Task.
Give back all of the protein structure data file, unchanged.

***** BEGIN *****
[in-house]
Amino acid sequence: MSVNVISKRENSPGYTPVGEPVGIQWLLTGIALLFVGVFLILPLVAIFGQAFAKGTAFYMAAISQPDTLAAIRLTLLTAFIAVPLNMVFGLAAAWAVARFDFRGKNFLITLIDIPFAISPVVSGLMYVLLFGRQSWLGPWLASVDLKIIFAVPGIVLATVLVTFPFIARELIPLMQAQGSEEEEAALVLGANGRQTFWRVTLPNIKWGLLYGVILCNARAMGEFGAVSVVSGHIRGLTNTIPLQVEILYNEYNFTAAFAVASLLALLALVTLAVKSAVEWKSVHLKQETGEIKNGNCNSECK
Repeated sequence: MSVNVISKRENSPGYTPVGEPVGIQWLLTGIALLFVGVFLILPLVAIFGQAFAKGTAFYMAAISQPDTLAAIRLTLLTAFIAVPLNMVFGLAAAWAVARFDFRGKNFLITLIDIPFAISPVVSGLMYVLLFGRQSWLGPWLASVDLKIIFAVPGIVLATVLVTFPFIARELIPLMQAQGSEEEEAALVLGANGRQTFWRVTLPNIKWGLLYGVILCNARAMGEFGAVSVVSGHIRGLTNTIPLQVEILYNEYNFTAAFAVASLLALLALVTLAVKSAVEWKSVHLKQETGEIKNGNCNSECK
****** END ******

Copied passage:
[in-house]
Amino acid sequence: MSVNVISKRENSPGYTPVGEPVGIQWLLTGIALLFVGVFLILPLVAIFGQAFAKGTAFYMAAISQPDTLAAIRLTLLTAFIAVPLNMVFGLAAAWAVARFDFRGKNFLITLIDIPFAISPVVSGLMYVLLFGRQSWLGPWLASVDLKIIFAVPGIVLATVLVTFPFIARELIPLMQAQGSEEEEAALVLGANGRQTFWRVTLPNIKWGLLYGVILCNARAMGEFGAVSVVSGHIRGLTNTIPLQVEILYNEYNFTAAFAVASLLALLALVTLAVKSAVEWKSVHLKQETGEIKNGNCNSECK
Repeated sequence: MSVNVISKRENSPGYTPVGEPVGIQWLLTGIALLFVGVFLILPLVAIFGQAFAKGTAFYMAAISQPDTLAAIRLTLLTAFIAVPLNMVFGLAAAWAVARFDFRGKNFLITLIDIPFAISPVVSGLMYVLLFGRQSWLGPWLASVDLKIIFAVPGIVLATVLVTFPFIARELIPLMQAQGSEEEEAALVLGANGRQTFWRVTLPNIKWGLLYGVILCNARAMGEFGAVSVVSGHIRGLTNTIPLQVEILYNEYNFTAAFAVASLLALLALVTLAVKSAVEWKSVHLKQETGEIKNGNCNSECK